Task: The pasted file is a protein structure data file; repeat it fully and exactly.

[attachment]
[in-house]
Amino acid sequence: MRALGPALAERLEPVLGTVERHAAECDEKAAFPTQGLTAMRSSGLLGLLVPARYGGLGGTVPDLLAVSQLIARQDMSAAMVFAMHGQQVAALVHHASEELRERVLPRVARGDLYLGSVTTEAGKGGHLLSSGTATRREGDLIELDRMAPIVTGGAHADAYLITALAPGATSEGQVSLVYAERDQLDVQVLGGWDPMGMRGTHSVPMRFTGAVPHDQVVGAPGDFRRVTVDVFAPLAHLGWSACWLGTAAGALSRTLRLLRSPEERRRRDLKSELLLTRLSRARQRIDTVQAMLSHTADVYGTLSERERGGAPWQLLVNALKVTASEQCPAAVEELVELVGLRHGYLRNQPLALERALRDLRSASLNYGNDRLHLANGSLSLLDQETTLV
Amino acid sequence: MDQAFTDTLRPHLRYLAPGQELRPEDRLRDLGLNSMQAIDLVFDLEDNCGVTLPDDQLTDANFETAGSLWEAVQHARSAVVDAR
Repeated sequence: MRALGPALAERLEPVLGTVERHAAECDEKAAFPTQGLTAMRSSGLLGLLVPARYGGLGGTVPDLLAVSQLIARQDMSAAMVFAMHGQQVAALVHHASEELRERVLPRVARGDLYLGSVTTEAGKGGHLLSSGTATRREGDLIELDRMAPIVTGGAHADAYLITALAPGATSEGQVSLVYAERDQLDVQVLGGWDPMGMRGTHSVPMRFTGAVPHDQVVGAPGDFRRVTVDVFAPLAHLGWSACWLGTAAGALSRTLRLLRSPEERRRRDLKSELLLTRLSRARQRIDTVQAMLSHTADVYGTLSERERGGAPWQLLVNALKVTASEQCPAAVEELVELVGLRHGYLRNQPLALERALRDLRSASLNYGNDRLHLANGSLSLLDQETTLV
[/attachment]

[in-house]
Amino acid sequence: MRALGPALAERLEPVLGTVERHAAECDEKAAFPTQGLTAMRSSGLLGLLVPARYGGLGGTVPDLLAVSQLIARQDMSAAMVFAMHGQQVAALVHHASEELRERVLPRVARGDLYLGSVTTEAGKGGHLLSSGTATRREGDLIELDRMAPIVTGGAHADAYLITALAPGATSEGQVSLVYAERDQLDVQVLGGWDPMGMRGTHSVPMRFTGAVPHDQVVGAPGDFRRVTVDVFAPLAHLGWSACWLGTAAGALSRTLRLLRSPEERRRRDLKSELLLTRLSRARQRIDTVQAMLSHTADVYGTLSERERGGAPWQLLVNALKVTASEQCPAAVEELVELVGLRHGYLRNQPLALERALRDLRSASLNYGNDRLHLANGSLSLLDQETTLV
Amino acid sequence: MDQAFTDTLRPHLRYLAPGQELRPEDRLRDLGLNSMQAIDLVFDLEDNCGVTLPDDQLTDANFETAGSLWEAVQHARSAVVDAR
Repeated sequence: MRALGPALAERLEPVLGTVERHAAECDEKAAFPTQGLTAMRSSGLLGLLVPARYGGLGGTVPDLLAVSQLIARQDMSAAMVFAMHGQQVAALVHHASEELRERVLPRVARGDLYLGSVTTEAGKGGHLLSSGTATRREGDLIELDRMAPIVTGGAHADAYLITALAPGATSEGQVSLVYAERDQLDVQVLGGWDPMGMRGTHSVPMRFTGAVPHDQVVGAPGDFRRVTVDVFAPLAHLGWSACWLGTAAGALSRTLRLLRSPEERRRRDLKSELLLTRLSRARQRIDTVQAMLSHTADVYGTLSERERGGAPWQLLVNALKVTASEQCPAAVEELVELVGLRHGYLRNQPLALERALRDLRSASLNYGNDRLHLANGSLSLLDQETTLV